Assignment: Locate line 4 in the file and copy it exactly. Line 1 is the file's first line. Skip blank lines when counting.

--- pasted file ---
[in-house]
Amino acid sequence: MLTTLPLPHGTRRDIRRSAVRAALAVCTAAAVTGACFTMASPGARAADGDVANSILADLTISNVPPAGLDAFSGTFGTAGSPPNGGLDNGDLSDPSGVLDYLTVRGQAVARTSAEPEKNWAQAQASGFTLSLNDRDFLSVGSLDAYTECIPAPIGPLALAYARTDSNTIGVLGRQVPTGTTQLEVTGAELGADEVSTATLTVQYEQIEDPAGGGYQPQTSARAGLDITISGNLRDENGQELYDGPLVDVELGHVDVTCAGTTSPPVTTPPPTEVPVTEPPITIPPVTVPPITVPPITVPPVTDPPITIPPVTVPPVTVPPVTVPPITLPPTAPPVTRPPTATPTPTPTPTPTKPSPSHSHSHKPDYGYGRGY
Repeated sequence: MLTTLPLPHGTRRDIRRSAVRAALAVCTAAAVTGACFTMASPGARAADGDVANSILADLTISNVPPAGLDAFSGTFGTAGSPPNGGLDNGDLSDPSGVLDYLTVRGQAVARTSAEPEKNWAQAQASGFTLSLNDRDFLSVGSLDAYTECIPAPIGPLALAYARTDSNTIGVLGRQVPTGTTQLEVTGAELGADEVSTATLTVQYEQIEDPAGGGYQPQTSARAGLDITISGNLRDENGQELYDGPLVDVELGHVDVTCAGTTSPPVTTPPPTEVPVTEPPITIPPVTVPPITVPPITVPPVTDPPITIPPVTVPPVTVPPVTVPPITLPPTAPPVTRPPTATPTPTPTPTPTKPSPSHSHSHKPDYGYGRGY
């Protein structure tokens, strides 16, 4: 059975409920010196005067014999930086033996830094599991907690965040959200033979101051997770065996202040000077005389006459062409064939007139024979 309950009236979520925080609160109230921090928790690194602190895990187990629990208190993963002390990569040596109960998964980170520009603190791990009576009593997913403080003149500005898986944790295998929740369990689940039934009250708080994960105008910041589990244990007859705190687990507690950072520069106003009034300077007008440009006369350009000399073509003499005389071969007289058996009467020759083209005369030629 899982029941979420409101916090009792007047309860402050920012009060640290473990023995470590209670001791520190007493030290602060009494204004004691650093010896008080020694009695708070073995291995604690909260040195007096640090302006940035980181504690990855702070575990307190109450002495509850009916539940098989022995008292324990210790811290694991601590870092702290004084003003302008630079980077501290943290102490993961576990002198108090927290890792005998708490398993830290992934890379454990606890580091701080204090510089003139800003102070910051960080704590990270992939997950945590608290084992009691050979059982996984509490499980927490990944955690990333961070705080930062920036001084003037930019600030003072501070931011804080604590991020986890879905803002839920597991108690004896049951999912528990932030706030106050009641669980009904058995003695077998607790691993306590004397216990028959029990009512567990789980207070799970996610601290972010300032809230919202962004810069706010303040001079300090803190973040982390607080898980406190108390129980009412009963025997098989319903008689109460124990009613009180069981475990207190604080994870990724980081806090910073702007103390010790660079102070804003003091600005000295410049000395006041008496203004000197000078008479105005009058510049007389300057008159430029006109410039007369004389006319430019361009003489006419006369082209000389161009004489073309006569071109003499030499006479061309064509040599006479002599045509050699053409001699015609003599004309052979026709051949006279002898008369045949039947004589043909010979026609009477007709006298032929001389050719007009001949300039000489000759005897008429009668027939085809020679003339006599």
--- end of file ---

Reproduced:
């Protein structure tokens, strides 16, 4: 059975409920010196005067014999930086033996830094599991907690965040959200033979101051997770065996202040000077005389006459062409064939007139024979 309950009236979520925080609160109230921090928790690194602190895990187990629990208190993963002390990569040596109960998964980170520009603190791990009576009593997913403080003149500005898986944790295998929740369990689940039934009250708080994960105008910041589990244990007859705190687990507690950072520069106003009034300077007008440009006369350009000399073509003499005389071969007289058996009467020759083209005369030629 899982029941979420409101916090009792007047309860402050920012009060640290473990023995470590209670001791520190007493030290602060009494204004004691650093010896008080020694009695708070073995291995604690909260040195007096640090302006940035980181504690990855702070575990307190109450002495509850009916539940098989022995008292324990210790811290694991601590870092702290004084003003302008630079980077501290943290102490993961576990002198108090927290890792005998708490398993830290992934890379454990606890580091701080204090510089003139800003102070910051960080704590990270992939997950945590608290084992009691050979059982996984509490499980927490990944955690990333961070705080930062920036001084003037930019600030003072501070931011804080604590991020986890879905803002839920597991108690004896049951999912528990932030706030106050009641669980009904058995003695077998607790691993306590004397216990028959029990009512567990789980207070799970996610601290972010300032809230919202962004810069706010303040001079300090803190973040982390607080898980406190108390129980009412009963025997098989319903008689109460124990009613009180069981475990207190604080994870990724980081806090910073702007103390010790660079102070804003003091600005000295410049000395006041008496203004000197000078008479105005009058510049007389300057008159430029006109410039007369004389006319430019361009003489006419006369082209000389161009004489073309006569071109003499030499006479061309064509040599006479002599045509050699053409001699015609003599004309052979026709051949006279002898008369045949039947004589043909010979026609009477007709006298032929001389050719007009001949300039000489000759005897008429009668027939085809020679003339006599």